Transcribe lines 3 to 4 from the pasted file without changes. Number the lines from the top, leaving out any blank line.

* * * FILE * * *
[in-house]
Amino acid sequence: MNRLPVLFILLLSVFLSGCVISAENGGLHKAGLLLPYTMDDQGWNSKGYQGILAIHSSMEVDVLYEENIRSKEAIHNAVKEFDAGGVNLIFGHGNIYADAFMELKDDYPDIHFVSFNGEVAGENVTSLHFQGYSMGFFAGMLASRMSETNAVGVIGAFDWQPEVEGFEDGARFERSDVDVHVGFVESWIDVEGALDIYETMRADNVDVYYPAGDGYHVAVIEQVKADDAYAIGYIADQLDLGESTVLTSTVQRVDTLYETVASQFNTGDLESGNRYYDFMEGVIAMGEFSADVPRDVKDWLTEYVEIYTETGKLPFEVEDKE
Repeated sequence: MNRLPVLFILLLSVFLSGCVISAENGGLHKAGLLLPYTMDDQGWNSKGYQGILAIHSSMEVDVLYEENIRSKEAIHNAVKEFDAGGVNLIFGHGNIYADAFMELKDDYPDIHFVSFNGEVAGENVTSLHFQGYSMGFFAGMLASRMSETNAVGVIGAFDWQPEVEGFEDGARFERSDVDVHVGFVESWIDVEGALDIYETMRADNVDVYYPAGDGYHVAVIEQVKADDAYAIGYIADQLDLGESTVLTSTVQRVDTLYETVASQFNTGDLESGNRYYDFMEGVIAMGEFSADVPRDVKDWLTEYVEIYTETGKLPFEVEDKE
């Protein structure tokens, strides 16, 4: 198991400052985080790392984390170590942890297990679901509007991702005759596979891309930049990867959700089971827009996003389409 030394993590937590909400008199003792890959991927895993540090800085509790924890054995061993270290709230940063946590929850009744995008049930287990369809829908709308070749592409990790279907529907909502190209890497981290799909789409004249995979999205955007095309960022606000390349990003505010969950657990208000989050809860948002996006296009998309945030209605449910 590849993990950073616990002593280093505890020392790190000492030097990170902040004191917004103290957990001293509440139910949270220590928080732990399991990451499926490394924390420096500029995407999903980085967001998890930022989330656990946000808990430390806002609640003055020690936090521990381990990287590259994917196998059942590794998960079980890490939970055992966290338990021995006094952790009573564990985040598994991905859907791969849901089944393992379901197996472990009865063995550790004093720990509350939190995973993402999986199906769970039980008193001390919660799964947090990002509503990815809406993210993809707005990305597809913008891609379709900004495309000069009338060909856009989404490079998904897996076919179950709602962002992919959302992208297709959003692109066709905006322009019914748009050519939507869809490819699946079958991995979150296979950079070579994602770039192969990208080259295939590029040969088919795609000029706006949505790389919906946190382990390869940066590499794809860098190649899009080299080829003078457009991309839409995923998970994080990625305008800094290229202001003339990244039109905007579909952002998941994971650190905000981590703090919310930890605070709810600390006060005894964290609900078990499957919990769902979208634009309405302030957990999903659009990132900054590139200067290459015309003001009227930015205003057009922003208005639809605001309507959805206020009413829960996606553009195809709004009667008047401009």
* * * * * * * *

Repeated sequence: MNRLPVLFILLLSVFLSGCVISAENGGLHKAGLLLPYTMDDQGWNSKGYQGILAIHSSMEVDVLYEENIRSKEAIHNAVKEFDAGGVNLIFGHGNIYADAFMELKDDYPDIHFVSFNGEVAGENVTSLHFQGYSMGFFAGMLASRMSETNAVGVIGAFDWQPEVEGFEDGARFERSDVDVHVGFVESWIDVEGALDIYETMRADNVDVYYPAGDGYHVAVIEQVKADDAYAIGYIADQLDLGESTVLTSTVQRVDTLYETVASQFNTGDLESGNRYYDFMEGVIAMGEFSADVPRDVKDWLTEYVEIYTETGKLPFEVEDKE
């Protein structure tokens, strides 16, 4: 198991400052985080790392984390170590942890297990679901509007991702005759596979891309930049990867959700089971827009996003389409 030394993590937590909400008199003792890959991927895993540090800085509790924890054995061993270290709230940063946590929850009744995008049930287990369809829908709308070749592409990790279907529907909502190209890497981290799909789409004249995979999205955007095309960022606000390349990003505010969950657990208000989050809860948002996006296009998309945030209605449910 590849993990950073616990002593280093505890020392790190000492030097990170902040004191917004103290957990001293509440139910949270220590928080732990399991990451499926490394924390420096500029995407999903980085967001998890930022989330656990946000808990430390806002609640003055020690936090521990381990990287590259994917196998059942590794998960079980890490939970055992966290338990021995006094952790009573564990985040598994991905859907791969849901089944393992379901197996472990009865063995550790004093720990509350939190995973993402999986199906769970039980008193001390919660799964947090990002509503990815809406993210993809707005990305597809913008891609379709900004495309000069009338060909856009989404490079998904897996076919179950709602962002992919959302992208297709959003692109066709905006322009019914748009050519939507869809490819699946079958991995979150296979950079070579994602770039192969990208080259295939590029040969088919795609000029706006949505790389919906946190382990390869940066590499794809860098190649899009080299080829003078457009991309839409995923998970994080990625305008800094290229202001003339990244039109905007579909952002998941994971650190905000981590703090919310930890605070709810600390006060005894964290609900078990499957919990769902979208634009309405302030957990999903659009990132900054590139200067290459015309003001009227930015205003057009922003208005639809605001309507959805206020009413829960996606553009195809709004009667008047401009």